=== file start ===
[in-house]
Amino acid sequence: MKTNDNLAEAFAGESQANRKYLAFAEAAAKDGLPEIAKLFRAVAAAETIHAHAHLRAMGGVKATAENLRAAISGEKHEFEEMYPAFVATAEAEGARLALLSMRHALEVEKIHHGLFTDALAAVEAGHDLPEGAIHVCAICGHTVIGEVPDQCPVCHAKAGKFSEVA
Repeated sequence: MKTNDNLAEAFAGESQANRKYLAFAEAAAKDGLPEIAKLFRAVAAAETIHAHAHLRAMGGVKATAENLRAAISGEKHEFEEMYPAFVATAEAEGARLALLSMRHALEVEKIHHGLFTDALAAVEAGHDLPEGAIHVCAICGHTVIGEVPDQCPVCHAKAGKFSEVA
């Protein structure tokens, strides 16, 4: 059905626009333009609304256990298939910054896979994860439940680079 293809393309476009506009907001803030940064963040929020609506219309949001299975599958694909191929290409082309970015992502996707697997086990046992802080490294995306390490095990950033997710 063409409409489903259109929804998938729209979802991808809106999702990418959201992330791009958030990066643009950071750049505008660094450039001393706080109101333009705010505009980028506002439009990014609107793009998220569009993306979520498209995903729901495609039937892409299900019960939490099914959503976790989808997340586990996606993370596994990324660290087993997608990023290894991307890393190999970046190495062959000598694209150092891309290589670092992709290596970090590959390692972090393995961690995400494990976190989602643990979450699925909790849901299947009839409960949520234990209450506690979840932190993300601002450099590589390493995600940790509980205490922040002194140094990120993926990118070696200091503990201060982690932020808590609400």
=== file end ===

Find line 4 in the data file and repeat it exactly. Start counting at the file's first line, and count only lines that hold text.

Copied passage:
């Protein structure tokens, strides 16, 4: 059905626009333009609304256990298939910054896979994860439940680079 293809393309476009506009907001803030940064963040929020609506219309949001299975599958694909191929290409082309970015992502996707697997086990046992802080490294995306390490095990950033997710 063409409409489903259109929804998938729209979802991808809106999702990418959201992330791009958030990066643009950071750049505008660094450039001393706080109101333009705010505009980028506002439009990014609107793009998220569009993306979520498209995903729901495609039937892409299900019960939490099914959503976790989808997340586990996606993370596994990324660290087993997608990023290894991307890393190999970046190495062959000598694209150092891309290589670092992709290596970090590959390692972090393995961690995400494990976190989602643990979450699925909790849901299947009839409960949520234990209450506690979840932190993300601002450099590589390493995600940790509980205490922040002194140094990120993926990118070696200091503990201060982690932020808590609400």